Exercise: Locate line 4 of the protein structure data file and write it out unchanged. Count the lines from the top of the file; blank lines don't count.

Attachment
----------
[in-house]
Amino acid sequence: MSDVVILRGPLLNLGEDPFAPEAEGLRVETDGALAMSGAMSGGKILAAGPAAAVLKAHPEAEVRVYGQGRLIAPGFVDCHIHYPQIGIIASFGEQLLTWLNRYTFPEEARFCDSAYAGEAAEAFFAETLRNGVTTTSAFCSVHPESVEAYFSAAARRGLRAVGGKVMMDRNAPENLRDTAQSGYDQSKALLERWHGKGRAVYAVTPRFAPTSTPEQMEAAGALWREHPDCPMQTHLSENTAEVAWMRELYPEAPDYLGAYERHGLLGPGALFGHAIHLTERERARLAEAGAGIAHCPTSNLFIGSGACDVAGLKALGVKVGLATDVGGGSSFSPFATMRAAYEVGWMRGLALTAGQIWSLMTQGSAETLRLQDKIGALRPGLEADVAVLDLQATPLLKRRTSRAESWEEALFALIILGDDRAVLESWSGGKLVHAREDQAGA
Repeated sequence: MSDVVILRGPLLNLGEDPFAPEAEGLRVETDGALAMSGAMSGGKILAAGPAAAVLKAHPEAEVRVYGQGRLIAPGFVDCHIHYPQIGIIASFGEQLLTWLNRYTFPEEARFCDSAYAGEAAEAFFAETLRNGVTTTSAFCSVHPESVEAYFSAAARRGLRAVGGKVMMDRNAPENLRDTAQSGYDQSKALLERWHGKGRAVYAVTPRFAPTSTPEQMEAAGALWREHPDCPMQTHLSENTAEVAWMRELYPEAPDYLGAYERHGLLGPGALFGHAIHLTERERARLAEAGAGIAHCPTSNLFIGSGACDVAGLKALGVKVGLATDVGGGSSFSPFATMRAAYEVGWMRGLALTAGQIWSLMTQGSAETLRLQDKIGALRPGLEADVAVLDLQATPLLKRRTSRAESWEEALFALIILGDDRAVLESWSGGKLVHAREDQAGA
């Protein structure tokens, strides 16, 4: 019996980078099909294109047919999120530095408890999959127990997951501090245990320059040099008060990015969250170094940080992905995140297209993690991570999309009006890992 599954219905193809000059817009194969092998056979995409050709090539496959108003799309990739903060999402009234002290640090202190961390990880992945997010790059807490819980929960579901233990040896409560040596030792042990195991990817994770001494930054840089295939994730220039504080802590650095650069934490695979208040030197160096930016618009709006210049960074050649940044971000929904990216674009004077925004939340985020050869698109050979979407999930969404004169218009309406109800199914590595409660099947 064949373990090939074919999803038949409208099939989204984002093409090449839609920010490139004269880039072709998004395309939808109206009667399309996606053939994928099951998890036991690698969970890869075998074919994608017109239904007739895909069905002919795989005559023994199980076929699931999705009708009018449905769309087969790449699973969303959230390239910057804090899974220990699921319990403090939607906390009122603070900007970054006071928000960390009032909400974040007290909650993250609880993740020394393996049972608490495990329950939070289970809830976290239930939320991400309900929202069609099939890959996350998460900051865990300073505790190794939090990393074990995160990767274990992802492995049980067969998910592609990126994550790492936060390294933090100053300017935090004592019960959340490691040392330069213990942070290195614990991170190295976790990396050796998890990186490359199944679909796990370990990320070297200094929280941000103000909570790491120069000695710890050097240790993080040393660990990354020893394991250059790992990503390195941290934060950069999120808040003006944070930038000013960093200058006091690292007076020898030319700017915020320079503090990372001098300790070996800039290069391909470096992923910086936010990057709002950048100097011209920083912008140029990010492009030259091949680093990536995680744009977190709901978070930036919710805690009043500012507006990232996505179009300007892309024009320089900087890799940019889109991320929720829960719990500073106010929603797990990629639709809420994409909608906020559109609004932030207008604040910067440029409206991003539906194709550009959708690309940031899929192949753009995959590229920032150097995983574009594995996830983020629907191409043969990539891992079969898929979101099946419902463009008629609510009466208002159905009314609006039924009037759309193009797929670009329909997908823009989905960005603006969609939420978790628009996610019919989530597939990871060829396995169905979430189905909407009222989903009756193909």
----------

């Protein structure tokens, strides 16, 4: 019996980078099909294109047919999120530095408890999959127990997951501090245990320059040099008060990015969250170094940080992905995140297209993690991570999309009006890992 599954219905193809000059817009194969092998056979995409050709090539496959108003799309990739903060999402009234002290640090202190961390990880992945997010790059807490819980929960579901233990040896409560040596030792042990195991990817994770001494930054840089295939994730220039504080802590650095650069934490695979208040030197160096930016618009709006210049960074050649940044971000929904990216674009004077925004939340985020050869698109050979979407999930969404004169218009309406109800199914590595409660099947 064949373990090939074919999803038949409208099939989204984002093409090449839609920010490139004269880039072709998004395309939808109206009667399309996606053939994928099951998890036991690698969970890869075998074919994608017109239904007739895909069905002919795989005559023994199980076929699931999705009708009018449905769309087969790449699973969303959230390239910057804090899974220990699921319990403090939607906390009122603070900007970054006071928000960390009032909400974040007290909650993250609880993740020394393996049972608490495990329950939070289970809830976290239930939320991400309900929202069609099939890959996350998460900051865990300073505790190794939090990393074990995160990767274990992802492995049980067969998910592609990126994550790492936060390294933090100053300017935090004592019960959340490691040392330069213990942070290195614990991170190295976790990396050796998890990186490359199944679909796990370990990320070297200094929280941000103000909570790491120069000695710890050097240790993080040393660990990354020893394991250059790992990503390195941290934060950069999120808040003006944070930038000013960093200058006091690292007076020898030319700017915020320079503090990372001098300790070996800039290069391909470096992923910086936010990057709002950048100097011209920083912008140029990010492009030259091949680093990536995680744009977190709901978070930036919710805690009043500012507006990232996505179009300007892309024009320089900087890799940019889109991320929720829960719990500073106010929603797990990629639709809420994409909608906020559109609004932030207008604040910067440029409206991003539906194709550009959708690309940031899929192949753009995959590229920032150097995983574009594995996830983020629907191409043969990539891992079969898929979101099946419902463009008629609510009466208002159905009314609006039924009037759309193009797929670009329909997908823009989905960005603006969609939420978790628009996610019919989530597939990871060829396995169905979430189905909407009222989903009756193909």